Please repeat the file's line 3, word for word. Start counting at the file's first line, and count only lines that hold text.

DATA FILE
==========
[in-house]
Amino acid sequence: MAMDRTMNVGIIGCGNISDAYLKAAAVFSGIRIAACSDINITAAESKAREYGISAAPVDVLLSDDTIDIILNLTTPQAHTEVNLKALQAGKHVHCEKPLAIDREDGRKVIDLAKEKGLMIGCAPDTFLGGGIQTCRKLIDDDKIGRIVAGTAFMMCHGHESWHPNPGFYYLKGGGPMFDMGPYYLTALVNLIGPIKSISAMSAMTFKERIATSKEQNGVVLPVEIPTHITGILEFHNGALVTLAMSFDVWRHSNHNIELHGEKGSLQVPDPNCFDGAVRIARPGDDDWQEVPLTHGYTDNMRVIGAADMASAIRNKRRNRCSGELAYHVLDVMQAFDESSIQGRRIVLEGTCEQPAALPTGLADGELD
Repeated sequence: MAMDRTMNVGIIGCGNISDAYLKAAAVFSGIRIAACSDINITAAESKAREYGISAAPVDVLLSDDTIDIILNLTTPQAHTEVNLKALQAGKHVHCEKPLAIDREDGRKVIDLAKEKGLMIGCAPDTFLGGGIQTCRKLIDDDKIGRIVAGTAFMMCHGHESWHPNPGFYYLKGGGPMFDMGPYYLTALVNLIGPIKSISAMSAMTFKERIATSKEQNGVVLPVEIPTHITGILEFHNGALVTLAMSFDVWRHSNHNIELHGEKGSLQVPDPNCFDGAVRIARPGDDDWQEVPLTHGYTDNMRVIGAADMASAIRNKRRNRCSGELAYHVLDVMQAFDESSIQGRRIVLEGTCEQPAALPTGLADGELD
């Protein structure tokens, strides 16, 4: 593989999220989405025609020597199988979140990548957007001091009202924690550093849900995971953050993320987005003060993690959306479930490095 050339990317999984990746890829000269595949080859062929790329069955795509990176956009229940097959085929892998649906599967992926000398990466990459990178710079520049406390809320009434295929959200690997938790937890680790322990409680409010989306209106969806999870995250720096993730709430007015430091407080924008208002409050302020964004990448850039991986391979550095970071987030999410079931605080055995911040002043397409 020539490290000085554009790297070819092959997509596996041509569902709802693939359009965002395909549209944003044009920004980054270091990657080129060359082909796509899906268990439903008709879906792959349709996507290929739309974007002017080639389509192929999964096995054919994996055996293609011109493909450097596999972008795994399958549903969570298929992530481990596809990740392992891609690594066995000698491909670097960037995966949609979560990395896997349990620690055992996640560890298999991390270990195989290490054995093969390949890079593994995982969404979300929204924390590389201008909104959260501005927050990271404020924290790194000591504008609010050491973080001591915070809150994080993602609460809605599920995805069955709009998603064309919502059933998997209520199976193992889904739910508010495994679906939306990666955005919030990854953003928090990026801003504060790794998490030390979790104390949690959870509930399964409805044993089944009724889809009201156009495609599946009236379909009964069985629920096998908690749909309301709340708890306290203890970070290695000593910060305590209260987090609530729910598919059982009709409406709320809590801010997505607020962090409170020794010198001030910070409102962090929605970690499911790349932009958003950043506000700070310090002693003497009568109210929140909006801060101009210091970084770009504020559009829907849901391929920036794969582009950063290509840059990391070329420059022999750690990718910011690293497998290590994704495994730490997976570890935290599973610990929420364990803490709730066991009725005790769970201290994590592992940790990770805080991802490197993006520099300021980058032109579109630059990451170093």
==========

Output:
Repeated sequence: MAMDRTMNVGIIGCGNISDAYLKAAAVFSGIRIAACSDINITAAESKAREYGISAAPVDVLLSDDTIDIILNLTTPQAHTEVNLKALQAGKHVHCEKPLAIDREDGRKVIDLAKEKGLMIGCAPDTFLGGGIQTCRKLIDDDKIGRIVAGTAFMMCHGHESWHPNPGFYYLKGGGPMFDMGPYYLTALVNLIGPIKSISAMSAMTFKERIATSKEQNGVVLPVEIPTHITGILEFHNGALVTLAMSFDVWRHSNHNIELHGEKGSLQVPDPNCFDGAVRIARPGDDDWQEVPLTHGYTDNMRVIGAADMASAIRNKRRNRCSGELAYHVLDVMQAFDESSIQGRRIVLEGTCEQPAALPTGLADGELD